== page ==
One technology term that you may have seen popping up over the past few years is UWB, which stands for Ultra Wideband. But, what is it, how does it work and why is it in your phone and other devices?
What is Ultra Wideband?
Ultra Wideband is a wireless communication protocol that operates over short distances, much like Wi-Fi and Bluetooth. What makes it different is that the technology operates in the higher frequency bands of radio waves and across a wide bandwidth, hence the name. It has some useful and unique abilities, such as being able to monitor the position of and exchange information with other UWB devices in the area, which is why you might see UWB in more and more devices.
What does Ultra Wideband do?
Due to how UWB works, it’s often referred to as a kind of RADAR or SONAR for digital devices in the home. This is because it sends out information across the aforementioned wide bandwidth and can then recognise other UWB devices in the vicinity.
This is achieved through something called ‘ranging’ (which is what the last letter of the RADAR and SONAR acronyms stands for) which measures the time taken for a signal to return from the device it senses. You’ll also see this referred to as the Time of Flight (ToF), as it not only monitors the position of another device but also whether it is moving or not.
The latter is accomplished by sending two nanosecond bursts across the 500Mhz band, then calculating the precise location and motion of the responding device. All of this means that UWB can provide very accurate details about the devices nearby even if they are not stationary.
The ability to exchange data between these devices, all of which have a physical awareness of each other, opens up some interesting possibilities in how they can be used.
Why do I need Ultra Wideband?
So, what’s the point of all this communication and surveillance between devices? Well, UWB can locate other UWB signals with a high-degree of accuracy (more so than GPS or Bluetooth), which is why we’ve already seen Ultra Wideband appear in smart tracking tags.
Item trackers like these demonstrate exactly what we’ve just described, making use of UWB to show you precisely where a lost item is located by giving you satnav-style directions on your phone screen. Trackers which use only Bluetooth can only give a rough indication of how far away they are, not not in which direction you should go to get closer. They rely in inbuilt beepers so you can use your ears for that task instead.
Another application for UWB technology is in the smart home. Recently, The Verge reported on the new Fluid One system that uses UWB beacons in the home to track the position of your iPhone. Then, when you point it at different smart devices, it automatically switches to the relevant remote control so you can control stuff.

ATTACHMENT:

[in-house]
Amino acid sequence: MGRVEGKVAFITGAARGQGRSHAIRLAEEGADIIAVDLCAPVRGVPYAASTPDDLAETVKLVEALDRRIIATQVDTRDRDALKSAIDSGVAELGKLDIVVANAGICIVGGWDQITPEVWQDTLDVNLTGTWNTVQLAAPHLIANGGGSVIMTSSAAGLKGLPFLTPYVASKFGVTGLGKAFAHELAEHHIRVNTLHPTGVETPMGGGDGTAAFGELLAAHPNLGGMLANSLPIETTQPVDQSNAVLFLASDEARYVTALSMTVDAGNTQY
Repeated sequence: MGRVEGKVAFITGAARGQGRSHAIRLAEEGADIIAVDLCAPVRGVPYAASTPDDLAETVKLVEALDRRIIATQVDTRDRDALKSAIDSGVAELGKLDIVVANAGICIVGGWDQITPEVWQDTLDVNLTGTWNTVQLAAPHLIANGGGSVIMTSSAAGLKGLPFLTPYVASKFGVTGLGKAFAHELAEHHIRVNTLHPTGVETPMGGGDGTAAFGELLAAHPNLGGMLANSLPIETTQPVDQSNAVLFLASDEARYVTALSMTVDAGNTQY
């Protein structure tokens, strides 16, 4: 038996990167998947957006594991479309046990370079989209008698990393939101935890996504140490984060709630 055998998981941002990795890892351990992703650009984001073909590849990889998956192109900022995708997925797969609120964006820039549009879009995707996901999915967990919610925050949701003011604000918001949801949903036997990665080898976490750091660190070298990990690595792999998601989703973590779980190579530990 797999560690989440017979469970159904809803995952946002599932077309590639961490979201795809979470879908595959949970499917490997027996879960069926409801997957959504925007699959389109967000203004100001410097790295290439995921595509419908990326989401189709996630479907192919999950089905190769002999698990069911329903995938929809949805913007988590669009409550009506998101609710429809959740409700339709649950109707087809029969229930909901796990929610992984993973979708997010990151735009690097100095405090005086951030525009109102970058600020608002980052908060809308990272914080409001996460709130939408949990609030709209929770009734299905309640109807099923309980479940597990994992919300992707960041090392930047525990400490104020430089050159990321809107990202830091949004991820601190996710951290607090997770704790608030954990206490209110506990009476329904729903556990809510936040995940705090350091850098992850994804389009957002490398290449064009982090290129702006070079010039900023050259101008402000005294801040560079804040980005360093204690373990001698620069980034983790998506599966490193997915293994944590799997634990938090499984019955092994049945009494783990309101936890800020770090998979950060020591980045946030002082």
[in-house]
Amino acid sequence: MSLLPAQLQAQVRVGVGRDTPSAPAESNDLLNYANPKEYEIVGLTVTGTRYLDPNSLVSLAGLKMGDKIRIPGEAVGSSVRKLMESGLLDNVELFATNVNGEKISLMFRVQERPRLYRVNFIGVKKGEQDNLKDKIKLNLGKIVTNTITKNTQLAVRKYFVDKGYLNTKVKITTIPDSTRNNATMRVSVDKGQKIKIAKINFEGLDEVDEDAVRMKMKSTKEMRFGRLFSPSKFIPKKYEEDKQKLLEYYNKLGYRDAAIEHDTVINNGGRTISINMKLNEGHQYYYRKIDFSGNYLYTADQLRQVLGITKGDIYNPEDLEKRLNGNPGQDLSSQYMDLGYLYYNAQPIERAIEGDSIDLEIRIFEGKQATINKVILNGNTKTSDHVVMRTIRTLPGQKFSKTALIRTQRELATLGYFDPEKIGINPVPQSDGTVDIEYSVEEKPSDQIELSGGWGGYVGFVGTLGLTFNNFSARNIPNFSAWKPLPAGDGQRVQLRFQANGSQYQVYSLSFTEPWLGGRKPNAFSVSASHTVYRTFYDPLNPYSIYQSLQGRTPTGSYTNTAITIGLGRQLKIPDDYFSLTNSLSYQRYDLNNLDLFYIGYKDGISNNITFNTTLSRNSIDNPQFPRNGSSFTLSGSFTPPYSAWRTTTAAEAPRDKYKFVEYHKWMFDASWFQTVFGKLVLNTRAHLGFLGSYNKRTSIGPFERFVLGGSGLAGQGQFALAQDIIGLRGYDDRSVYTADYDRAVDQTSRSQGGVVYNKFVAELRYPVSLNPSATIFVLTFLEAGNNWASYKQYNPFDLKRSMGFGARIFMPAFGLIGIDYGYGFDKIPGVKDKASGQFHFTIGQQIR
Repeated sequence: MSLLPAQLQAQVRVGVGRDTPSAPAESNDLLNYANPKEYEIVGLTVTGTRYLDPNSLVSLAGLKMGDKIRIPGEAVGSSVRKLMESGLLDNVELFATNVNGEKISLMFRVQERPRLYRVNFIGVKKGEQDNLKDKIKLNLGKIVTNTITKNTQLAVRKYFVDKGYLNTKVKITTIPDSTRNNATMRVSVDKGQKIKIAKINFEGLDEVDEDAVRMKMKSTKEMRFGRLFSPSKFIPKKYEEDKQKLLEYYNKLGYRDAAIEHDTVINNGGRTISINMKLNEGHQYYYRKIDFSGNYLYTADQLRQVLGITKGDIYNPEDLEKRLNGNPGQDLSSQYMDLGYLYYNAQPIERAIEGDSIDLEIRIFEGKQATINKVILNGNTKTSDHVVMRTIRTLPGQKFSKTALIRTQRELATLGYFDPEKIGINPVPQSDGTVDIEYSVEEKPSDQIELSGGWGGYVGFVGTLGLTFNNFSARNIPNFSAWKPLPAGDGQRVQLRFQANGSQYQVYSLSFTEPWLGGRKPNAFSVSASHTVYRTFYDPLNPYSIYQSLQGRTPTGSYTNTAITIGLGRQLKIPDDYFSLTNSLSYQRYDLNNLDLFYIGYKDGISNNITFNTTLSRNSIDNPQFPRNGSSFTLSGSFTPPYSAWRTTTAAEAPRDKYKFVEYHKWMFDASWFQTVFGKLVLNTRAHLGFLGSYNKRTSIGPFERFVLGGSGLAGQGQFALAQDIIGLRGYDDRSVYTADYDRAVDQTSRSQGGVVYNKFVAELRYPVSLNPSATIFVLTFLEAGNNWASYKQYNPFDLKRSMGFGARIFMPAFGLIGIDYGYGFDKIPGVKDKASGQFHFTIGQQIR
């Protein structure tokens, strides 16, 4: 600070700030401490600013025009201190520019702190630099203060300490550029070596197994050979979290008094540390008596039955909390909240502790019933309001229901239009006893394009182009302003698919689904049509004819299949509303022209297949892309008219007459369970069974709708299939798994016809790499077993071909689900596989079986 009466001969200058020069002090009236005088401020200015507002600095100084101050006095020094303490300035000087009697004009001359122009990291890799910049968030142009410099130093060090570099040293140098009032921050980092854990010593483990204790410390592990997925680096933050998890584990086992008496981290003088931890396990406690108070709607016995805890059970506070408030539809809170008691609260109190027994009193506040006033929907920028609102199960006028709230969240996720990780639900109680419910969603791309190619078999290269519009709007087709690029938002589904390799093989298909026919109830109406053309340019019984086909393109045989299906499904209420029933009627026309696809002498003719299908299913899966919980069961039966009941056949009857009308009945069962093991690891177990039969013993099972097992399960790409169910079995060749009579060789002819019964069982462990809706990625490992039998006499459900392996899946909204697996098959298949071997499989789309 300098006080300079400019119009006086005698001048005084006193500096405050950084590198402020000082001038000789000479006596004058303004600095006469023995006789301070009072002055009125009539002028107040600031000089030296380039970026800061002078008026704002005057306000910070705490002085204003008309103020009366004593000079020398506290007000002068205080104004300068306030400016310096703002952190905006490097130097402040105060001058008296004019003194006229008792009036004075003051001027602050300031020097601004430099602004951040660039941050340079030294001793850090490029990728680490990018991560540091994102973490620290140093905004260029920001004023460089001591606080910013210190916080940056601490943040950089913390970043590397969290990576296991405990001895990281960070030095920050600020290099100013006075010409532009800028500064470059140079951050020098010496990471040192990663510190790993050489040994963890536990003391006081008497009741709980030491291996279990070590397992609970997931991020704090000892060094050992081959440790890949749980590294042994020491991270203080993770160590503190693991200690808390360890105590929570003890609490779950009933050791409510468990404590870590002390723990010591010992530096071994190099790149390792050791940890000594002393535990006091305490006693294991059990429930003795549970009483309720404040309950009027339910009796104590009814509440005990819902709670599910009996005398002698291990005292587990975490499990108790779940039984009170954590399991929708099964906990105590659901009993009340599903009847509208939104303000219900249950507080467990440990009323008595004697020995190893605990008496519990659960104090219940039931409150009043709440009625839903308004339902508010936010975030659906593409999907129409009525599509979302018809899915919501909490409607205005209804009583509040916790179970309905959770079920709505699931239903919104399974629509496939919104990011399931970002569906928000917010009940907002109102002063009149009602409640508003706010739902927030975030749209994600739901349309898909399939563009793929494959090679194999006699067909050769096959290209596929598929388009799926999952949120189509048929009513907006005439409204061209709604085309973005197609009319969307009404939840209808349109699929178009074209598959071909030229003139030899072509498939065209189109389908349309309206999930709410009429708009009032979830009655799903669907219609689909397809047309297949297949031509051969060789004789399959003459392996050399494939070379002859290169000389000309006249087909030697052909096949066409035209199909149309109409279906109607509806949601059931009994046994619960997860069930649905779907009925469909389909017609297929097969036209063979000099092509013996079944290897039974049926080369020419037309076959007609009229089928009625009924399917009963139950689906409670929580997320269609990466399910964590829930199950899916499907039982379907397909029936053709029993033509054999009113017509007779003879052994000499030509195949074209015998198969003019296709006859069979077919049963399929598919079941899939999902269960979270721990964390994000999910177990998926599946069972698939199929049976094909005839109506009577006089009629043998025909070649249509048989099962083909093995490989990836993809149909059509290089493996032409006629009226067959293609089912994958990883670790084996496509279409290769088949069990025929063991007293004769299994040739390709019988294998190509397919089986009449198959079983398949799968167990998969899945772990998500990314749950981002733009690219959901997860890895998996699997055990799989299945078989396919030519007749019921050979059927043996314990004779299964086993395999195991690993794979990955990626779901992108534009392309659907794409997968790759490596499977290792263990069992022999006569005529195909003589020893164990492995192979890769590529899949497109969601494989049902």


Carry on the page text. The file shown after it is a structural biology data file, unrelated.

For example, if you point your phone at a smart speaker, you could adjust volume, skip to the next song or do other things.
When you then point your phone at a smart lamp you’d the see brightness levels and on/off controls instead. As you walk through your home, the system could also turn on lights as you enter a room and turn off those in the room you’ve just left.
It could also do something similar for playing music from speakers, adjusting heating, all following you around rather than reacting to your commands (whether to a smart assistant to through a phone app). And that is pretty much what you’d want a smart home to do.
Here’s a video of the potential advantages of a house equipped with UWB smart devices:
There’s also scope for automatically unlocking your car as you approach, opening a garage door when you’re near or various other simple ideas that are designed to make your life smoother and less encumbered.
While these are not necessarily things that can be done right now, it looks certain that they will be a reality in the very near future.
Is Ultra Wideband secure?
With all this data flying between various devices in and around your home, the question of security naturally raises its head. Samsung reports that ‘One of UWB’s most significant advantages is the added portion of the physical layer (PHY), used to send and receive data packets. With this layer, currently being specified in IEEE 802.15.4z, a critical security extension not available in other technologies can be leveraged, allowing for security techniques such as cryptography and random number generation that deter attackers from accessing UWB communications.’
That reads as a pretty secure system, so it should prevent hackers from taking control of your smart home if its controlled by Ultra Wideband devices.
You can be sure that this list will grow quickly as more manufacturers of smartphones, wearables and smart home devices link up to create the kind of lifestyles that would have seemed like science-fiction only a few years ago.
Martyn has been involved with tech ever since the arrival of his ZX Spectrum back in the early 80s. He covers iOS, Android, Windows and macOS, writing tutorials, buying guides and reviews for Macworld and its sister site Tech Advisor.